Ed Brubaker on Velvet (his new comic book series with Steve Epting): “I loved the idea of flipping the typical male-oriented spy story, and doing one about a woman who was also a mature, middle-aged woman.” [more inside]
posted by flex on Jul 15, 2014 - 32 comments

I am the eye in the sky, looking at you, I can read your mind

Google just bought out skybox for $500MN. Skybox is a startup with grand amibitions: create cheap satellites which can be used to provide almost real time-time, sub one meter resolution imagery of earth. Even with six small satellites orbiting Earth, Skybox could provide practically real-time images of the same spot twice a day at a fraction of the current cost. The startup sent up its first satellite SkySat-1 last November. The satellite can provide HD images and videos (90 sec clips at 30 frames/second) The start-up hopes to combine its satellites with software which can analyze the visual data to collect information. It hopes that it can use its combination of hardware and software capabilities to gather real time information to estimate oil reserves in saudi Arabia, track fuel tankers in China's 3 main economic zones, rate of increase of electricity usage in India, number of cars in all wallmart parking lots. [more inside]
posted by TheLittlePrince on Jun 12, 2014 - 100 comments

If you’re a gay man, pose outdoors

25 Wired infographics claim to show how to create the perfect online dating profile. [more inside]
posted by Bella Donna on Feb 6, 2014 - 54 comments

How do you do the thingy with the thingy?

Answers to All the Tech Questions Your Family Will Ask You This Holiday
posted by Artw on Nov 28, 2013 - 44 comments

Potential

Juárez Correa felt a chill. He’d never encountered a student with so much innate ability. He squatted next to her and asked why she hadn’t expressed much interest in math in the past, since she was clearly good at it. “Because no one made it this interesting,” she said. -- Wired reports on a teaching method finding success in Mexico
posted by Potomac Avenue on Oct 24, 2013 - 30 comments

a giant machine designed to give people what they want

"Twenty years after people began using the web en masse, it’s time, Williams said, to accept that the internet isn’t a magical universe with boundless potential. It’s just another engine for improving quality of life." Twitter, Blogger and Medium founder Evan Williams on the triumphs and dangers of convenience.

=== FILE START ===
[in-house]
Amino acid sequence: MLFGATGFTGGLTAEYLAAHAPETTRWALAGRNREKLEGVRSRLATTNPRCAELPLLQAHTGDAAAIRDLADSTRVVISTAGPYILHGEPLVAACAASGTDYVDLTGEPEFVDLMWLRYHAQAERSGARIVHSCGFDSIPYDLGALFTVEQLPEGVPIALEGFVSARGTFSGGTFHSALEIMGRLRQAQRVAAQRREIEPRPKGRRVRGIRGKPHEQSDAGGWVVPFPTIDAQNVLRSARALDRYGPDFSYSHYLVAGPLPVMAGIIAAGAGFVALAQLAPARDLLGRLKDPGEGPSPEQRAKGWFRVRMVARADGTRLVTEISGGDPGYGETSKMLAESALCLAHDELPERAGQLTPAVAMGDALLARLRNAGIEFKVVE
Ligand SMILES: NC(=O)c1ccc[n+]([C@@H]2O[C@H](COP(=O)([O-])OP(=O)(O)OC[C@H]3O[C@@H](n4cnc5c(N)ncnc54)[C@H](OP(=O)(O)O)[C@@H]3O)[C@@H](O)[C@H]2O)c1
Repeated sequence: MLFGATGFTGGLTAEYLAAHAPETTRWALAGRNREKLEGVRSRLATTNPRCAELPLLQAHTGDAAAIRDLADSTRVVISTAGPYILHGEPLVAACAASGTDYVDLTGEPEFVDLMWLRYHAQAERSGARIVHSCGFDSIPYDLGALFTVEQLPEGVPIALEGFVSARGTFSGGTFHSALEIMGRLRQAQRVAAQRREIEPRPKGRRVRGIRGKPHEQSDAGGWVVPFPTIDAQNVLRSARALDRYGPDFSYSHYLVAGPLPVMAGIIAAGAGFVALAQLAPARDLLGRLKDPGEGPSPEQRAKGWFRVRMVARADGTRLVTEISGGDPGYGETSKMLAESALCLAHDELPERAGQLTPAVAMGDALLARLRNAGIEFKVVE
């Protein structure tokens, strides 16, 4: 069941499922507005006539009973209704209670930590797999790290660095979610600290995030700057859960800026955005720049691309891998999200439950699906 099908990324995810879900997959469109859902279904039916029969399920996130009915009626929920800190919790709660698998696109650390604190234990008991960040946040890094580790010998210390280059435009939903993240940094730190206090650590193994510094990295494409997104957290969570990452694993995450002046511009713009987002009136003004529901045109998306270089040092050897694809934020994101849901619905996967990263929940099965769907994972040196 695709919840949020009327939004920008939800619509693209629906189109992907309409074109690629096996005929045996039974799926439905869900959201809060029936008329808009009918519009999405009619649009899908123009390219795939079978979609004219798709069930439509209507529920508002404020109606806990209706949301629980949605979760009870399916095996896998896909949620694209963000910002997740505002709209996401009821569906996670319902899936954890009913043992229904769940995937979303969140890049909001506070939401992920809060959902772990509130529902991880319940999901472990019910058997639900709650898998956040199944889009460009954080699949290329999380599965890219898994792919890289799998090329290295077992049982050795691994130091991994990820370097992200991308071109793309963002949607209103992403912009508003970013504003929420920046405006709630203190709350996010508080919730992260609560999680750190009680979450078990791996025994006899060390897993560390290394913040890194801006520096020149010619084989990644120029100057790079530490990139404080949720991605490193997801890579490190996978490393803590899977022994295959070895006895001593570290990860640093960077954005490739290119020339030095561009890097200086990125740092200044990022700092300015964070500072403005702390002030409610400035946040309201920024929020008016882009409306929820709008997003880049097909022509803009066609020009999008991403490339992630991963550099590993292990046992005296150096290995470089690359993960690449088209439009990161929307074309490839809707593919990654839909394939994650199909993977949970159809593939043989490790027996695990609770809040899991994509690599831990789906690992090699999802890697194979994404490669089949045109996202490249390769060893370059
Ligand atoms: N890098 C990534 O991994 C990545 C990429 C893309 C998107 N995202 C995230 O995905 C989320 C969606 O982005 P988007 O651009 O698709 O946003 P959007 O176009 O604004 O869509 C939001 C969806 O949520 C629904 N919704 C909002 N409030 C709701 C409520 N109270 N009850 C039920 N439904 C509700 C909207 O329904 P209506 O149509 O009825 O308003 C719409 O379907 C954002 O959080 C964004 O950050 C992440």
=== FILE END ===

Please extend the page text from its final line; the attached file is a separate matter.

posted by Potomac Avenue on Oct 1, 2013 - 29 comments

Wired food science

Eater.com breaks down Wired's new food issue, which includes David Chang's essay called "The Joy of Cooking With Science"; Alton Brown on the science behind real-tasting fake chicken, and a piece on umami (recently on AskMeFi).
posted by Room 641-A on Sep 18, 2013 - 18 comments

Paths of ...

Illustrator and artist Andrew DeGraff (Tumblr, blog, personal site) has made detailed "treasure maps" out of movies.
posted by the man of twists and turns on Jul 19, 2013 - 7 comments

It's Better Up There

District 9 director Neil Blomkamp talks to WIRED about Elysium, District 10, Halo, his desire to buy a skyscraper and almost casting Eminem or Ninja from Die Antwood in Elysium's Matt Damon role.
posted by Artw on Jul 18, 2013 - 50 comments

Skybox - satellite imaging startup

"Inside a Startup's Plan to Turn a Swarm of DIY Satellites Into an All-Seeing Eye" - Wired on Skybox Imaging. [more inside]
posted by peacay on Jul 1, 2013 - 14 comments

Yahoo is releasing inactive Yahoo IDs

Yahoo, on June 12, announced that it is releasing inactive IDs. Yahoo says they are "committed and confident," while others think it is a "spectacularly bad idea" and a "dirty trick."
posted by TrolleyOffTheTracks on Jun 19, 2013 - 83 comments

1993 -> 2013

For WIRED magazine's 20th anniversary, they've "gathered stories for, by, and about the people who have shaped the planet's past 20 years—and will continue driving the next."
posted by zarq on Apr 16, 2013 - 36 comments

May The Please Don't Screw This Up Be With You.

Here is what a bunch of folks seem to think are the 74 Things Every Great Star Wars Movie Needs.
posted by timsteil on Mar 2, 2013 - 62 comments

Like a big pizza pie

Wired: The Most Badass Moons of our Solar System Mimas | Europa | Io | Enceladus | Hyperion | Iapetus | Charon | Triton | The Moon | Asteroid Moons | Titan | Phoebe
posted by slogger on Feb 28, 2013 - 19 comments

"A lesson about the success of Great Men"

And Now Let Us Praise, and Consider the Absurd Luck of, Famous Men [more inside]
posted by the man of twists and turns on Feb 14, 2013 - 32 comments

"The Case Against Jogging"

If you've never done the Wingate-cycle test, let me try to explain what it feels like: It feels like your legs are giving birth. It feels like you've got an eight-martini hangover in your calves. Your face contorts like a porn star in an AVN-award-winning threesome scene. You emit noises that resemble feedback at a thrash-metal concert. Maybe your eyes are closed and you're rocking your head back and forth. The upside: It's over in 30 seconds. ... I rode the Wingate cycle as part of my research on a surprising and potentially life-altering theory called high-intensity interval training (HIIT). Think of it as the Evelyn Wood of exercise. The idea is that lightning-quick intense workouts might be as good for you as — if not better than — longer medium-intensity workouts.